Gardening for wildlife

7 ways to bring bees, pollinators and other wildlife into your garden. 

You don’t need a big garden or lots of time to make a real difference to wildlife in your own outdoor spaces. Follow our tips, printable guides and videos to find out more.   

1. Grow bee-friendly bulbs 

Autumn is a great time of year to think ahead and plant some bulbs to help out bees and other pollinators as they emerge in early spring. Find out our top bulbs for bees and a read our quick Guide to growing bulbs for bees

Tulip bulb

2. Bee a bee-friendly gardener!  

Follow our Bee friendly gardening guide and help to provide food and shelter for bees and other pollinators all year round. 

Bee borage

Our top tips 

  • Don’t be too tidy! Leaving uncut grass, stems and stalks, and nooks and crannies around your garden provides shelter and nesting sites for bees and other pollinators.
  • Plant in blocks of at least three. This makes it easier for bees to locate your plants and find their food.
  • Buy organically grown plants and seeds when you can. Shop-bought plants may have been treated with pesticides that affect bee’s behaviour.
  • Plant flowers in which you can see the pollen and nectar yourself. If you can see it, most pollinators probably can too. Many bedding plants are sterile and pretty useless for pollinators.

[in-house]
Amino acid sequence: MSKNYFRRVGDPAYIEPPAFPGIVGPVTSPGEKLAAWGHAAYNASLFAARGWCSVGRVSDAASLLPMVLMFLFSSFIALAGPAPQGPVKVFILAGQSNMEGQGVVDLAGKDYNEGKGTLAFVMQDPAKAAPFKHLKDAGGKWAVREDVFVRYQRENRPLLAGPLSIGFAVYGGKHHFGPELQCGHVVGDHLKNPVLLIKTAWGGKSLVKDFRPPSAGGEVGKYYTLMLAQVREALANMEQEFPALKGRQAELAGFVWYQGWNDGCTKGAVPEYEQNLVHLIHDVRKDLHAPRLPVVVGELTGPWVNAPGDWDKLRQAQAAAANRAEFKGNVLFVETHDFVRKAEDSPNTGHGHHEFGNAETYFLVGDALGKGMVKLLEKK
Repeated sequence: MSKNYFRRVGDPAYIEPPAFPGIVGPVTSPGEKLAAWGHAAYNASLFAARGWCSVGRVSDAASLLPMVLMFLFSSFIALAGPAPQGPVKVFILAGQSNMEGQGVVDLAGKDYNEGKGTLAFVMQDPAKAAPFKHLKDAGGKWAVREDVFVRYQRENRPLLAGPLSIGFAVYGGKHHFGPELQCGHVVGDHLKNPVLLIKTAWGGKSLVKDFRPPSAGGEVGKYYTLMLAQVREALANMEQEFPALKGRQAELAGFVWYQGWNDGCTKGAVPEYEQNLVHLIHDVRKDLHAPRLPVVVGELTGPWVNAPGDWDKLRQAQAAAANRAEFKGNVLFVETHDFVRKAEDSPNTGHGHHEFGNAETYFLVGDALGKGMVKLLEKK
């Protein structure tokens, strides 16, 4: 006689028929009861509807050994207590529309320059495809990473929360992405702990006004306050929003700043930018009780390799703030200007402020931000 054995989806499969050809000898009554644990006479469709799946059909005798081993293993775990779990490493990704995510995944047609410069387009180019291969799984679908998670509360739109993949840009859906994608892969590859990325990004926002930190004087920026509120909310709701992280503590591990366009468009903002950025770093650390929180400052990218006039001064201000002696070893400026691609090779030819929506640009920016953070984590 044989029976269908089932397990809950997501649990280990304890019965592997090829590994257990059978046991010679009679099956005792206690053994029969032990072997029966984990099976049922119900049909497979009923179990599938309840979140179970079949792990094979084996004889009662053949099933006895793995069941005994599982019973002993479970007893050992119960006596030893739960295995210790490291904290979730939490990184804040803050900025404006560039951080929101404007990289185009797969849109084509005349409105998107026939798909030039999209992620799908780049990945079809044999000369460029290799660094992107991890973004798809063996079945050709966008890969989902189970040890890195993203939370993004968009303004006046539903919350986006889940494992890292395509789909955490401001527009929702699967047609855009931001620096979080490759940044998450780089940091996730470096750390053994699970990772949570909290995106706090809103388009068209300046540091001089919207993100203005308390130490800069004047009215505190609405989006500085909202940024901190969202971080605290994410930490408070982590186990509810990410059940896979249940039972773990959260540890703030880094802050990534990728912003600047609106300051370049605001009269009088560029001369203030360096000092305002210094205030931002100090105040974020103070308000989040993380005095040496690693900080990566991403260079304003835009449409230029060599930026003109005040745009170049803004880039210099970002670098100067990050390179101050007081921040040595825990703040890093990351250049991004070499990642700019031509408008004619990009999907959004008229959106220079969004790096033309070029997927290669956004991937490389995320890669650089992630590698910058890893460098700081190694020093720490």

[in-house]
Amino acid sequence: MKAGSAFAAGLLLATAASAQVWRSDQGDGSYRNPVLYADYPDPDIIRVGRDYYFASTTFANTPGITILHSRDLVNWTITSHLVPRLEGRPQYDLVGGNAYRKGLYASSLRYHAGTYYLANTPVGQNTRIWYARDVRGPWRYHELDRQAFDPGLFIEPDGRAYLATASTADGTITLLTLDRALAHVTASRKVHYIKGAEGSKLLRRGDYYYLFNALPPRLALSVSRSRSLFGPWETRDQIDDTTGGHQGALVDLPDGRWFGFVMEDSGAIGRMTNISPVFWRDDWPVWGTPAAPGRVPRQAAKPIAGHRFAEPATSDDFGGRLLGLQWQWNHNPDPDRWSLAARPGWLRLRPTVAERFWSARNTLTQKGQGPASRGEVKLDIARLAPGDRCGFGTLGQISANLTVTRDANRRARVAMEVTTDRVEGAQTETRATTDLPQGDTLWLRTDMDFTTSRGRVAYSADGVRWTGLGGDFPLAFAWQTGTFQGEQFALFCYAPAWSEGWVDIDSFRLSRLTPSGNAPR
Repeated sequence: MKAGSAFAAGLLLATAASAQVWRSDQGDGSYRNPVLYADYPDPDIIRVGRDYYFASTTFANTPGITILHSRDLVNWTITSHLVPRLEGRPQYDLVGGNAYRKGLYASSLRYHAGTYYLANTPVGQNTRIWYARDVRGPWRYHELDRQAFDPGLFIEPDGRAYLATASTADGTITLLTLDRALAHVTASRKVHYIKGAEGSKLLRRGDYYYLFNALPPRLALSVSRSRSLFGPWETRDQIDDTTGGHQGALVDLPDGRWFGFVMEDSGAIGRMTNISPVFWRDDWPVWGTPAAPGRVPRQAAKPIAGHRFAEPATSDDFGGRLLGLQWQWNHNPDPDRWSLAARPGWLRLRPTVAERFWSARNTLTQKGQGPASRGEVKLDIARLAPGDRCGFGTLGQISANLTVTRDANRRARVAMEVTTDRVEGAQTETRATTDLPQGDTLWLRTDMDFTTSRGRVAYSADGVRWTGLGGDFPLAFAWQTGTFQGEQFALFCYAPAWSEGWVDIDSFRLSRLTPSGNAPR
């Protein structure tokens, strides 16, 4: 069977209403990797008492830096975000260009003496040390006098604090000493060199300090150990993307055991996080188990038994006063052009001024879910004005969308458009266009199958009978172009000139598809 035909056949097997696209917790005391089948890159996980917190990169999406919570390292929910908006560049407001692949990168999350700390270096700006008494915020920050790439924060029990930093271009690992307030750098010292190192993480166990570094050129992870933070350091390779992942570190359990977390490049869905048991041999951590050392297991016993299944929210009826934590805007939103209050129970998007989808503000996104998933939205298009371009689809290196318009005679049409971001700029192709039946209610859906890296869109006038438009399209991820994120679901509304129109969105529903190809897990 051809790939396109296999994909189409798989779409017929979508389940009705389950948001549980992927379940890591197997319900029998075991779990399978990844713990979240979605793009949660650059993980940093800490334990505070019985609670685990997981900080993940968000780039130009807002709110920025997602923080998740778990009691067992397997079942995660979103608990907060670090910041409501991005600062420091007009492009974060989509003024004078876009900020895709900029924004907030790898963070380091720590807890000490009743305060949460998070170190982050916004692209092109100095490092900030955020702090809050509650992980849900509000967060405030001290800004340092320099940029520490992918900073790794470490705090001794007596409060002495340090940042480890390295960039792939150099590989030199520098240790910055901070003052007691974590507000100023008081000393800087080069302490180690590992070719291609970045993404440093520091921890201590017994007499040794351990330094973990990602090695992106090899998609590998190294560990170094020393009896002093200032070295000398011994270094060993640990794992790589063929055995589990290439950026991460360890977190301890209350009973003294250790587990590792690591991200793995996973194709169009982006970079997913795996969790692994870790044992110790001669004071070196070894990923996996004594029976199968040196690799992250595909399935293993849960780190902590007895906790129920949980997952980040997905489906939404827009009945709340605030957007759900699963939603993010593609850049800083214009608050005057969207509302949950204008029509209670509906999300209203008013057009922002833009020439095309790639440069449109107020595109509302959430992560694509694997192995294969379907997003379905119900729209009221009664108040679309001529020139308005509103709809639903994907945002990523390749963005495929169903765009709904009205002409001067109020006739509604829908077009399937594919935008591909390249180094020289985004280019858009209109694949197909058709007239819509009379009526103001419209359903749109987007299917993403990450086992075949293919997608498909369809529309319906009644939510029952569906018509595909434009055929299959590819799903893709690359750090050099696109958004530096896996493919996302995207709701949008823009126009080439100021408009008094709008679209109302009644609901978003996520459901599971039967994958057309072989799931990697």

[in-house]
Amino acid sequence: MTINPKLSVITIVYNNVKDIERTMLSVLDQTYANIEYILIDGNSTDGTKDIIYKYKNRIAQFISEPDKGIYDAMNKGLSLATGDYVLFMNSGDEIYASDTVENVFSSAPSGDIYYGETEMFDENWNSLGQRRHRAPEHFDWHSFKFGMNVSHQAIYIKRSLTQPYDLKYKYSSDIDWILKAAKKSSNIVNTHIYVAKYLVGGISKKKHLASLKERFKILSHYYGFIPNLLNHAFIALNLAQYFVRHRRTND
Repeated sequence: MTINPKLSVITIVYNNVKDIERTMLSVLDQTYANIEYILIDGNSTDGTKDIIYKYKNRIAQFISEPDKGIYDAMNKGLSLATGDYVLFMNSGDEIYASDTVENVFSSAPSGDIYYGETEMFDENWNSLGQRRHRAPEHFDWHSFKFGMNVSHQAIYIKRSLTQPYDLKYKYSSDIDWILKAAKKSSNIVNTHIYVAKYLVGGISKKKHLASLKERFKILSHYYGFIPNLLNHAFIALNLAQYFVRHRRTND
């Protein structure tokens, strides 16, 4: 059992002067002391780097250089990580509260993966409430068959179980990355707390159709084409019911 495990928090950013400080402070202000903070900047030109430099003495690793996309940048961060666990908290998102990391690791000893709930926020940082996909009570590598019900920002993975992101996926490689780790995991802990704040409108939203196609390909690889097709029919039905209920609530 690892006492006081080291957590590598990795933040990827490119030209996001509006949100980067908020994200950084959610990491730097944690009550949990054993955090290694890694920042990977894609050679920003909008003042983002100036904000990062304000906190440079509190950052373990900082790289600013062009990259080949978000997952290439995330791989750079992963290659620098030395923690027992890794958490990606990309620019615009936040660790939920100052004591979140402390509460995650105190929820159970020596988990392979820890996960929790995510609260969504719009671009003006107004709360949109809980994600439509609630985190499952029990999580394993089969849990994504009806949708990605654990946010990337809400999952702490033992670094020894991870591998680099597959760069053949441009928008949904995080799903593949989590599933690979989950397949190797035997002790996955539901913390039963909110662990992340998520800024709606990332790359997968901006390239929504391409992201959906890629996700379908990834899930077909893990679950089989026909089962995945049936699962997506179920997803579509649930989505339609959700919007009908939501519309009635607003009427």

3. Grow a wildflower meadow  

Wildflowers are amazing for bumblebees and other pollinating insects like hoverflies and they also provide food for birds, voles, shrews, hedgehogs and other small mammals. Find out how to Grow your own wildflower meadow 

Wildflower meadow garden

4. Grow sweet peas from seed  

Many of our bees are in trouble because there are not enough flowers growing for them to find food. Follow this simple guide to grow your own sweet peas from seed and give wild bees some much needed food this summer! How to grow sweet peas 

5. Make your own seedling pots 

Keep bumblebees and pollinators happy this spring by planting seedlings grown in your very own seedling pots! All you need is some junk mail or newspaper, tape and a spice pot. Plant thyme, rosemary, lavender and hyssop to keep bees really happy. 


6. Propagate your own herbs 

Growing herbs is a great way to attract bees to your garden. Here's how to propagate your own for free! 


7. A beginners guide to composting 

Did you know that composting at home for just 1 year can save global warming gases equivalent to all the carbon dioxide (CO2) your kettle produces annually or your washing machine in 3 months ( Here's a beginners guide for How to get started with composting

Compost bin